Let’s say you’re at a party, and a new friend casually inquires what you do for a living. What do you say? We all wish dance could cover rent and the rest, but that’s often not the case. While a dancer is inarguably what you are, what you do to pay the bills might be something else. And you know what? That’s okay. Your passion and the majority of your profits can come separately; that doesn’t negate your validity as a dancer.
Artists know better than anyone that the working hours pass a lot faster if you like what you do. While your passion might not pay, finding a survival job that you enjoy (if not love) is worth the search. Why not use your part-time job to build skills for a second career, one that you can pursue after you retire from the stage? Building up that experience beforehand can really help smooth out your transition.
Lots of dancers find ways to stay in the dance world even after they’ve bowed out of performing. If you have a passion for teaching or choreographing, that’s a great way to spend time in the studio, both throughout your performance career and after it. More time in the studio means more opportunities to practice your craft, network with other artists, and sometimes catch an empty studio for some movement research on your own.
Others are interested in finding out about the business side of the arts, becoming the figurative (wo)man behind the curtain. You learn a lot about the workings of a studio or stage when you’re in the office with the executives. By familiarizing yourself with the ins and outs of arts administration, you can learn the system that dictates a lot of what your life is like as a dancer, from the other side of things. Knowing both worlds can help you to spot ways to runs things more efficiently, and make life a little easier on both the dancers and the administrators.
Set or costume design is another great way to stay involved in shows. While these trades require a fairly significant amount of training, they can be really rewarding ways to exercise your creativity, and stay involved in the world you love.
Ushering performances or selling merchandise for shows are also great options. Ushering at a theater gets you a free (standing) ticket to every performance that passes through. And if you’re eyeing a Broadway show that you think you’d be perfect for, what better way to learn the choreography than seeing it live every night? That’s the gig when you’re selling merch. And bonus, most of the other ushers or salespeople are likely performers, too. Voila, a networking opportunity.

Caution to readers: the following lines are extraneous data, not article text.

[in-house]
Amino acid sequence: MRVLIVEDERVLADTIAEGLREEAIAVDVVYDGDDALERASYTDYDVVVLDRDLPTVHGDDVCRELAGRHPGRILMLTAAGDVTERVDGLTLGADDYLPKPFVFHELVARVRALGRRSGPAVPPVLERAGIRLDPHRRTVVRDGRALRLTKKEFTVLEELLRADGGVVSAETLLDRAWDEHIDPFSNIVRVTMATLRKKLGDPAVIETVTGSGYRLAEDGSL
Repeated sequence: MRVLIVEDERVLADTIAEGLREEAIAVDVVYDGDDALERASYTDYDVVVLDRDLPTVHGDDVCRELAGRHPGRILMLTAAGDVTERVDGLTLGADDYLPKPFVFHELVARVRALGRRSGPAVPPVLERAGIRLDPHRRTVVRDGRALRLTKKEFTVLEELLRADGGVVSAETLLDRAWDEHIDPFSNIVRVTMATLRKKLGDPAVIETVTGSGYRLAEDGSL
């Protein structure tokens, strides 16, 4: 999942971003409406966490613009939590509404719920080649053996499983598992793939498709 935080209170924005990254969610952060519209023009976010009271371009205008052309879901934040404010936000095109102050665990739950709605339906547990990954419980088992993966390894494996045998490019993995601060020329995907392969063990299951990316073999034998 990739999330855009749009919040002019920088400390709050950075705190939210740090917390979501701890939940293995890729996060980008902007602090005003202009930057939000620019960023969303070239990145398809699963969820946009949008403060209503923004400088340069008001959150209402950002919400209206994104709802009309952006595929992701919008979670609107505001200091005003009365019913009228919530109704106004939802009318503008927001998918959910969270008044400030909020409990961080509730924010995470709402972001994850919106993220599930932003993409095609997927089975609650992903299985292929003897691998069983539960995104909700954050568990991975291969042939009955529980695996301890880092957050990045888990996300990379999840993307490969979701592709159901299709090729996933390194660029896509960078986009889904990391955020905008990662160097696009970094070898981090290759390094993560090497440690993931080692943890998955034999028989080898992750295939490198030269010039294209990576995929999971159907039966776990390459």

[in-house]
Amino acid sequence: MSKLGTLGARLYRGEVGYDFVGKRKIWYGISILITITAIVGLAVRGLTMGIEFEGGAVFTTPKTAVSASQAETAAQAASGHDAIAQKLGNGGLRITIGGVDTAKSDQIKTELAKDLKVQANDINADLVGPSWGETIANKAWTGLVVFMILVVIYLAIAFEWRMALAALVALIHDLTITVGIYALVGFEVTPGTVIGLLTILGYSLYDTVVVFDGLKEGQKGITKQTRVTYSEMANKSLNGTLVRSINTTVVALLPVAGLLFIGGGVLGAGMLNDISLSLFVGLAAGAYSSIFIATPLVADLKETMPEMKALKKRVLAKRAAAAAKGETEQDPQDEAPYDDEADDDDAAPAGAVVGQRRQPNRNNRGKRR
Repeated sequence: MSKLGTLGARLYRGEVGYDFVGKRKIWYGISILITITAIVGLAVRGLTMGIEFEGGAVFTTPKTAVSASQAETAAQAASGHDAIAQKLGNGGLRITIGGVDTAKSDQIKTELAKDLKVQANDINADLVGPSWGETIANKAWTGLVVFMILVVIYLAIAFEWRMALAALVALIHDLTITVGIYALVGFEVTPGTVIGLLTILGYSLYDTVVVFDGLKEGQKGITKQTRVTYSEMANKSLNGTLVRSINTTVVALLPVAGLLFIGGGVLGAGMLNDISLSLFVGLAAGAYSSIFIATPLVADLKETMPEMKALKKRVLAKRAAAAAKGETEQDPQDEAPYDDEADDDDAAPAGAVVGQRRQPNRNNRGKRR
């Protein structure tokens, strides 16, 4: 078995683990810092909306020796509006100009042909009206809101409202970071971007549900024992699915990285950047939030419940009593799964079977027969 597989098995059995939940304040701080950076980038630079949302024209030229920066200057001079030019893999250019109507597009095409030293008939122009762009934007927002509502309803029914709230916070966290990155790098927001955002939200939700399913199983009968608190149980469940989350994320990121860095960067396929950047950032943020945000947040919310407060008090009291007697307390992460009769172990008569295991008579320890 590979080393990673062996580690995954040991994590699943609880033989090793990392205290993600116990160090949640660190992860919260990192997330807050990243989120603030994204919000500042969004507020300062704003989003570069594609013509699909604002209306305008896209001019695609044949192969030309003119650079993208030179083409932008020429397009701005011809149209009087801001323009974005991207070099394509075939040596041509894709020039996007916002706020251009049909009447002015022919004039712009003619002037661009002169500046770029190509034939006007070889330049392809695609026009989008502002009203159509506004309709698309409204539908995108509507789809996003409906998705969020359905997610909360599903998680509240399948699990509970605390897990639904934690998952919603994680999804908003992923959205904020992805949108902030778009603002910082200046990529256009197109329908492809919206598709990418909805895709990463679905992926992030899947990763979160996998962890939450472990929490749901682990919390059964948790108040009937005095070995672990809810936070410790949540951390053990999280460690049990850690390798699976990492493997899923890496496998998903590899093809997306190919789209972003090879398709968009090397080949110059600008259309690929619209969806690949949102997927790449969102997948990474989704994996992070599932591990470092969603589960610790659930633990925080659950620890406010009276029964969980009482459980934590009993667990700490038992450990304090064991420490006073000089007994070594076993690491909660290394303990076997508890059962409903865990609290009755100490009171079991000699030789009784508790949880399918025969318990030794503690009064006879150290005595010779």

On the other hand, it can sometimes be a relief to have a job that doesn’t revolve around the dance world. One that doesn’t require the utmost of your head, heart and soul in commitment, the way our passions often ask of us. There’s absolutely nothing wrong with clocking in, doing your job, clocking out, and heading to the studio or theater to do what you really want to be doing. You’re allowed to conserve your energy for what you want to spend it on, so long as you meet the expectations of the job you’re hired for.
Good options include fitness, yoga, or pilates instruction. Most of these require a fee for a 200-hour training course, but there’s also more money to be made in these fields. You get the added bonus of constantly cross-training!
Can you believe we’ve gotten this far in the article without mentioning waiting tables? This classic survival job is famous for a reason. The industry is relatively easy to get in to, and you can make good money in tips (just like commission in retail.) It’s also possible to get your shift covered if an audition should suddenly pop up on your calendar. Beware, though, you’re going to be on your feet, on the move, and working long and late hours. Wear good shoes.
What you don’t want is to be committed to a survival job that drains you. If meeting the expectations of your survival job leaves you too exhausted (be it physically, mentally, or emotionally) to put the effort needed into your dancing, then it’s defeated its purpose. You’re working a gig to support your dance career, and the minute it stops doing that, it’s time to re-evaluate. Unless your survival job has caught your interest and inspiration! Passions can change.
With the dawn of the internet came the possibility of working remotely. There are all sorts of jobs that you can do from the comfort of your own home (and really, where else would you rather be after a long day of rehearsals?). Were you a whiz kid in English class at school? Companies like Prompt hire people like you to edit student essays. With apps like Rover and Wag, you can run a dog walking business from your own front door (fur therapy!).
Having a survival job to help pay rent, bills, loans or to build a rainy day fund does not undermine your status as a career dancer. Feel free to send this article to anyone who thinks that makes your dance career a “hobby.” In a growing gig economy, cradle to grave careers are becoming more and more rare in any industry, not just dance. Being versatile in the workforce is only going to help you, and it gives you a chance to pursue and develop interests and skills as you see fit. When you’re asked at parties what you do for a living, tell them you’re a professional dancer. Someone convinced me of this in a short conversation that had a big impact in my life:
“You dance, don’t you?”
“And they pay you for it?”
“Congratulations, you’re a professional dancer.”
By Holly LaRoche of Dance Informa.